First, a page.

You may have noticed fewer items in the headlines section of this blog on financings and even M & A in health care. You almost certainly have seen that the stock market has taken a pretty dramatic tumble since the start of the year and is showing much greater volatility. That uncertainty about equity market performance, which to some extent reflects anxiety about the economy, has definitely decreased the number of venture financings which are being done in health care. It also has squelched the IPO market and probably is affecting M & A activity. Health care is a big part of the economy, and a decrease in available capital means less hiring. You then get a little self-reinforcement of an economic slowdown.
And the economy is definitely slowing. Fourth quarter 2015 GDP was miniscule. Job growth has declined and I think the numbers are funny, likely overstating January growth due to massive seasonal adjustments. Tax withholding numbers can be more accurate and suggest a substantial decline in employment is here. Many other indicators indicate a decrease in economic activity, especially in high-value manufacturing. And the global economy is basically a mess. This slowdown is coming at a time when central banks have kept interest rates so low for so long that they can’t do much now, and hopefully they have learned that their policies were not a long-term solution for economic growth. What those low interest rates did do was create excess government and private debt and create surplus capacity that can’t support the debt.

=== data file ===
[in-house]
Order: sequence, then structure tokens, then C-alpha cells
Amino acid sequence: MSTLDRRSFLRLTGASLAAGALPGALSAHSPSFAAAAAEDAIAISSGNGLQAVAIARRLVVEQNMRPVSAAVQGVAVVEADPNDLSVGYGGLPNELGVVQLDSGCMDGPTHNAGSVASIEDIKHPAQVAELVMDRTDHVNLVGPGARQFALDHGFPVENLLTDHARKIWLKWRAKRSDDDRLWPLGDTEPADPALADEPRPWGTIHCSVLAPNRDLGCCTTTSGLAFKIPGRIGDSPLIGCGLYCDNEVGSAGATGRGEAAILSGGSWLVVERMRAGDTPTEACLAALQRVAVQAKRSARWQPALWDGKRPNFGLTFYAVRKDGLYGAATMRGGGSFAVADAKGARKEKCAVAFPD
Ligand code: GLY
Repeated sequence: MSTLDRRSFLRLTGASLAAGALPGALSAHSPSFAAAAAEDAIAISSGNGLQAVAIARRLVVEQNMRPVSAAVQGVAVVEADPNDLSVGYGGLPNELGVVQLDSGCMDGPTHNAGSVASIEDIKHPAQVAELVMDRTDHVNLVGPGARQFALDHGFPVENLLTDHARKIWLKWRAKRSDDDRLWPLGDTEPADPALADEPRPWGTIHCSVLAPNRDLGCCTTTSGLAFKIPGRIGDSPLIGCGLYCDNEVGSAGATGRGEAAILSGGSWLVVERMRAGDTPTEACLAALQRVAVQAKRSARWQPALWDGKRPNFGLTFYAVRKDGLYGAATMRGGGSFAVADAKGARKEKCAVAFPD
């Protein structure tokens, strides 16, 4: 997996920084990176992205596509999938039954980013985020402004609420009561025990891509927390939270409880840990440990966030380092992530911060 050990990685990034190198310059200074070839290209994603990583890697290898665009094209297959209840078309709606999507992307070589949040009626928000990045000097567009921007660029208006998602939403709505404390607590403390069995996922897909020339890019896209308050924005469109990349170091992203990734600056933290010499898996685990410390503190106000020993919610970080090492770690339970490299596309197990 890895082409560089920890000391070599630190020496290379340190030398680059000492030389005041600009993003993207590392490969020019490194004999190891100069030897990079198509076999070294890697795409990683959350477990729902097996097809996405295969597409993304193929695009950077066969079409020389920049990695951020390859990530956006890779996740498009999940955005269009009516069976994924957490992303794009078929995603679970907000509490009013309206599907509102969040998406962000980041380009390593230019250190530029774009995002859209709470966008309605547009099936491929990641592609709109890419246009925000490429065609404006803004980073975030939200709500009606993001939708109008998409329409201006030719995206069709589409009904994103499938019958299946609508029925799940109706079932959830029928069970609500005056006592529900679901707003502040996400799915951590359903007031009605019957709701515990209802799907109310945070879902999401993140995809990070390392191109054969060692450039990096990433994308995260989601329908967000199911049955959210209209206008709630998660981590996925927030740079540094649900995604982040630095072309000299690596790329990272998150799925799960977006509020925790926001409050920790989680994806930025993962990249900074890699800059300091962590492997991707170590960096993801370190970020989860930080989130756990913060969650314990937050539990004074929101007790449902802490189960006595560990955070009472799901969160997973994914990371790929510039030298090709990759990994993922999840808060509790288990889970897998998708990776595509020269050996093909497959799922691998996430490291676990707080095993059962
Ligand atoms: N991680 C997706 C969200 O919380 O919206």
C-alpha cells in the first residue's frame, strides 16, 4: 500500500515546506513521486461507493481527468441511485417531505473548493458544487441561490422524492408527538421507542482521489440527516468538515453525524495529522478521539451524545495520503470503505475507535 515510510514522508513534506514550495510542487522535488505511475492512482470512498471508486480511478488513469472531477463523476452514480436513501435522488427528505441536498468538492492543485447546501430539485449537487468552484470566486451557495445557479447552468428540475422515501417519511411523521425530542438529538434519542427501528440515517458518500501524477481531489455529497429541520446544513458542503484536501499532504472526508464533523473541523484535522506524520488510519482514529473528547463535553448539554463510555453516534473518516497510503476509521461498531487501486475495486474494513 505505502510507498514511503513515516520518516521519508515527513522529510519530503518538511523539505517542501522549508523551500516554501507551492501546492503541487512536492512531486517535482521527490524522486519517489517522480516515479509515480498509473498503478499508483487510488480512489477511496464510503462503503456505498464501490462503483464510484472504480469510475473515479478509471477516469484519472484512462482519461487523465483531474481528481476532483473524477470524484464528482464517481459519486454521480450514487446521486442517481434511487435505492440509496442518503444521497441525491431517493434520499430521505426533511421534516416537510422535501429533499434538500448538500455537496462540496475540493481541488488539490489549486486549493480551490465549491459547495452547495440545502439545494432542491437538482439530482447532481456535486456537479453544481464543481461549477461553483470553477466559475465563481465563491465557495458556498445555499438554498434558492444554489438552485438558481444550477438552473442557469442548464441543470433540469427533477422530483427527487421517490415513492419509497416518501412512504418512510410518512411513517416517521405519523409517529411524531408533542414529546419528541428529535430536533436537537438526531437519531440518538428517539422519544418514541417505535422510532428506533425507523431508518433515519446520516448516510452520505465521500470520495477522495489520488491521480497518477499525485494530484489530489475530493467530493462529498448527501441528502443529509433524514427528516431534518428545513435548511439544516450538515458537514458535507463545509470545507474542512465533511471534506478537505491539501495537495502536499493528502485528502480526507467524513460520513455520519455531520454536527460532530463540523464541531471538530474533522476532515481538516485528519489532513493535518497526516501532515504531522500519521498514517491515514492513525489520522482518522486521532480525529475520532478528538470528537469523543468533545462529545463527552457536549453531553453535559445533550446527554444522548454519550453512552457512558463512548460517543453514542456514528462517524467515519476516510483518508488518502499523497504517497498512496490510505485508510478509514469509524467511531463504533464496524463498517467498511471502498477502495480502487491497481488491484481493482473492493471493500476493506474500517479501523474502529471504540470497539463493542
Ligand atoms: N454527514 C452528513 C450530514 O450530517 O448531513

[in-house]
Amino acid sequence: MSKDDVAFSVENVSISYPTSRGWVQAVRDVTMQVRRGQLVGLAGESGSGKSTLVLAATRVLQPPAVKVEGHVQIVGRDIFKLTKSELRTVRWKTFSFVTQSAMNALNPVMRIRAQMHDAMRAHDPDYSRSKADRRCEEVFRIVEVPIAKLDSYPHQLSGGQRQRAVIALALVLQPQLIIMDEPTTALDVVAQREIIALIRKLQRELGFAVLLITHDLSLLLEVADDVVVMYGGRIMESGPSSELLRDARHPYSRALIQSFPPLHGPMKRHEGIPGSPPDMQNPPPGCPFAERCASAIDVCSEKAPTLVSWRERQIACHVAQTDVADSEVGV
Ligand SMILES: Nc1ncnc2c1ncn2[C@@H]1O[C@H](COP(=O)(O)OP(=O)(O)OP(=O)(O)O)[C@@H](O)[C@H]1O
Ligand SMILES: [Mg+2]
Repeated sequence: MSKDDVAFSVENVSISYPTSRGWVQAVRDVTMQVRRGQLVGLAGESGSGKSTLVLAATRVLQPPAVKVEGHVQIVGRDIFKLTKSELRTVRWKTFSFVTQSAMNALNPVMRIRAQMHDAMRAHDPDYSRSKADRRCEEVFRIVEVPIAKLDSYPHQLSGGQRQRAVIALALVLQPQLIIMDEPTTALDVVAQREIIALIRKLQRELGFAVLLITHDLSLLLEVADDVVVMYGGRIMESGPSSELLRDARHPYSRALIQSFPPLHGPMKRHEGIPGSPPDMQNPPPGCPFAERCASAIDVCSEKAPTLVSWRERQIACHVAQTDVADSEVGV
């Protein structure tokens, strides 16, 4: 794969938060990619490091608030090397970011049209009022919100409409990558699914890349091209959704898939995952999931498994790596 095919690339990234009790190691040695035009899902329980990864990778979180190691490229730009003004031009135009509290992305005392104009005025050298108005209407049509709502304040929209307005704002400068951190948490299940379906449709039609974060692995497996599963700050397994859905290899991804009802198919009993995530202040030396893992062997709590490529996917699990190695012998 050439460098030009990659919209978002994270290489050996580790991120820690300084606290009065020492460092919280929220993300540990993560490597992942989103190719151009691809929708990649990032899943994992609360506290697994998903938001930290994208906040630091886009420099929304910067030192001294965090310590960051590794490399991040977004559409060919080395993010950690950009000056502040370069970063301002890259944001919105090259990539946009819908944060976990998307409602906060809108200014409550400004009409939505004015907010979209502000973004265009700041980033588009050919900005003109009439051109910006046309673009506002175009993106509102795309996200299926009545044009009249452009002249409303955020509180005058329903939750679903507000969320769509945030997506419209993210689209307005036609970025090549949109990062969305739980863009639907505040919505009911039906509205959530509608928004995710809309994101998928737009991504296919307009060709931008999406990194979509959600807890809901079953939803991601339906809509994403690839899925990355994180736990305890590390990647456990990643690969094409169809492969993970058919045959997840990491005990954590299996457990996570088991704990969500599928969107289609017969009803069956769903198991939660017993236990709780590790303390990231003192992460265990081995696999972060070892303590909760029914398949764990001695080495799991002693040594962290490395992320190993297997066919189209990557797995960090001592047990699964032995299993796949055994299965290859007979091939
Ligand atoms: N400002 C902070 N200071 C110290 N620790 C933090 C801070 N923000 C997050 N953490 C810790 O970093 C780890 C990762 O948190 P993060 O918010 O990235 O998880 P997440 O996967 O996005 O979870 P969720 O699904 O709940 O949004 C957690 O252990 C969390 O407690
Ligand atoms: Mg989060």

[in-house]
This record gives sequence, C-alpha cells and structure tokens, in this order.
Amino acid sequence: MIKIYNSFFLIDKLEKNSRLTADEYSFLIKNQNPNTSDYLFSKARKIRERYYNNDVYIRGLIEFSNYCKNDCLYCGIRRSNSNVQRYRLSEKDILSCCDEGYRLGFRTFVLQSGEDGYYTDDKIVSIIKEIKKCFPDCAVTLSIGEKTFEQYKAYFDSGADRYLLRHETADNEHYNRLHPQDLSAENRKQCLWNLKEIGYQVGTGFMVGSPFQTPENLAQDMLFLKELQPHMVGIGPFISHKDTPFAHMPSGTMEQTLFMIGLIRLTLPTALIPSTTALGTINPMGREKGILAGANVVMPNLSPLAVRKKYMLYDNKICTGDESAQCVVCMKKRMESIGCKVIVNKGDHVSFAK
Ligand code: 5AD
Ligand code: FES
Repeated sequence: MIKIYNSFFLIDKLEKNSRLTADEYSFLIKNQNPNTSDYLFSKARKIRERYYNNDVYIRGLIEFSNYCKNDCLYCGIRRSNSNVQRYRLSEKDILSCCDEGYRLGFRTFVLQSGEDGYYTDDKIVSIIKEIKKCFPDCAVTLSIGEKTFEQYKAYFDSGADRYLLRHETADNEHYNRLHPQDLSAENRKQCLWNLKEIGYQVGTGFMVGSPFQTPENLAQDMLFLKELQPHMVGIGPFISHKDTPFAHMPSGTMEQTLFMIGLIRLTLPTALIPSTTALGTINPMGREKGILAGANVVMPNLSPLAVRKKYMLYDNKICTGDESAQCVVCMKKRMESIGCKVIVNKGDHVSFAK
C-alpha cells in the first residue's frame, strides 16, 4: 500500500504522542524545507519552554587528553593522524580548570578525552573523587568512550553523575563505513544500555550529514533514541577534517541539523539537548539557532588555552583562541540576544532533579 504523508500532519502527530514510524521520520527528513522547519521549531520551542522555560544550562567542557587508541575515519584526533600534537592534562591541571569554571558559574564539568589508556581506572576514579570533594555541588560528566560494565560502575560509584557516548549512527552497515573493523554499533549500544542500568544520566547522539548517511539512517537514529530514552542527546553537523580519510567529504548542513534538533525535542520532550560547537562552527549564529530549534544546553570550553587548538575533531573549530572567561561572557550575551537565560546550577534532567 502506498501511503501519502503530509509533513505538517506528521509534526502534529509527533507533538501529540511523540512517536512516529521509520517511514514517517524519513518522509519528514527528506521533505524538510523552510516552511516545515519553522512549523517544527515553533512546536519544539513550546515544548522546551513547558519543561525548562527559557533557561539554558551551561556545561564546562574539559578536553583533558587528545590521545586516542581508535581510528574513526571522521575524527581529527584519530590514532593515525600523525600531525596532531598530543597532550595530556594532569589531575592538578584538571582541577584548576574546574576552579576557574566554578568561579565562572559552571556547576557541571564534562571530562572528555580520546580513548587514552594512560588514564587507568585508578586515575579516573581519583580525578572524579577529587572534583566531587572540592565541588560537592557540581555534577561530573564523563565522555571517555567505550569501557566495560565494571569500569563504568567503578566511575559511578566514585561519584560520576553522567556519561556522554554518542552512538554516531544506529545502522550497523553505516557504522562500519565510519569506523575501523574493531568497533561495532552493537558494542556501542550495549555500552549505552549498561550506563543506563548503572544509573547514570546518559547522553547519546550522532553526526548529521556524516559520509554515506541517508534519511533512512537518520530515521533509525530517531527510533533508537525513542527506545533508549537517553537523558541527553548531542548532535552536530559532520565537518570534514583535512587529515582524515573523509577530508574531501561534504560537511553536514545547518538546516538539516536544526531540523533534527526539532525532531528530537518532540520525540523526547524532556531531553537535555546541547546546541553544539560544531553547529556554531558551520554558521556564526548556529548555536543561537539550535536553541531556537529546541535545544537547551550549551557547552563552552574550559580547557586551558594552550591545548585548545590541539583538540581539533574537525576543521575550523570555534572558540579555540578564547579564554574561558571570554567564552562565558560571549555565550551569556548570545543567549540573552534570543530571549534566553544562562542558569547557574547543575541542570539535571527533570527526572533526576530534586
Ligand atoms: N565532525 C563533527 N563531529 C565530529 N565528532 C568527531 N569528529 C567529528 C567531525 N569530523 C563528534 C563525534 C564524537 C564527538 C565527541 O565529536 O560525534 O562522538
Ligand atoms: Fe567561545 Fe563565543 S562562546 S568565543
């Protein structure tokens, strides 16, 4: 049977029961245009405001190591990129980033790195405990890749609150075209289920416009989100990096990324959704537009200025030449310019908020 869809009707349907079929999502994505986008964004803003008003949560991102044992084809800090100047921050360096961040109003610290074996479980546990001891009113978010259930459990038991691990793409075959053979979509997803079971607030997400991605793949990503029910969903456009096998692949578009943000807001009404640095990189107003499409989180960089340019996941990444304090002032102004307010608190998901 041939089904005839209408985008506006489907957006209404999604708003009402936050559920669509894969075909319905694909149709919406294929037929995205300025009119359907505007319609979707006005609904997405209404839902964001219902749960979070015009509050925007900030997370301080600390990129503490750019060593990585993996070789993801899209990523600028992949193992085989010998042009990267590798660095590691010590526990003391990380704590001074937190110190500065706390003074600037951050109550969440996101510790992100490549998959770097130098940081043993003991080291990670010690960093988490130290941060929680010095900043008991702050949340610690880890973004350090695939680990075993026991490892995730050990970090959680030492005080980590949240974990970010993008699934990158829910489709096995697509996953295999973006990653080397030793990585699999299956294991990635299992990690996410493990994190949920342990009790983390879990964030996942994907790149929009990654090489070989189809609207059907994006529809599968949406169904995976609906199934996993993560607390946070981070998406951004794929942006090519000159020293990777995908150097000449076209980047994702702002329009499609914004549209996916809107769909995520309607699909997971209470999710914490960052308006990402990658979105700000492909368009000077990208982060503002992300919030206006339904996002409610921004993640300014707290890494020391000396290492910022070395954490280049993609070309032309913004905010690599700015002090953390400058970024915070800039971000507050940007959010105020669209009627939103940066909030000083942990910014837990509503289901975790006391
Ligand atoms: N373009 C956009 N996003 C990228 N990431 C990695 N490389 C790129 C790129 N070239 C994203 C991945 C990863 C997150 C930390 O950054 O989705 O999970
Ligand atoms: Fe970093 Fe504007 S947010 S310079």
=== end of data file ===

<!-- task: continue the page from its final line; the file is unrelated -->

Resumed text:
The “experts” also keep expecting that lower gasoline prices should spur more consumer spending and help the economy. First, those lower gasoline prices, which we all like as consumers, are causing the loss of a lot of very well-paying energy industry jobs. That is having a ripple effect in many communities. Second, if you look at consumer spending, a very significant part of the growth in that number is for health care, and we know why–people have higher deductibles and copays. Consumers are supposedly saving a lot of the gasoline price windfall, but I suspect a lot of that saving is going into HSAs or just regular accounts, to be prepared for health spending consumers know is coming. Health care spending doesn’t have much a multiplier effect. A lot of the jobs that have been created are very low paying–waiters, bartenders, home health aides, health care billing and collection clerks–and a substantial portion of these employees’ income goes to health care expenses. The costs imposed by the reform law don’t exactly encourage employers to create a lot of full-time high paying jobs. So I would expect a worsening economy throughout 2016 and health care is playing its part in creating that slowdown.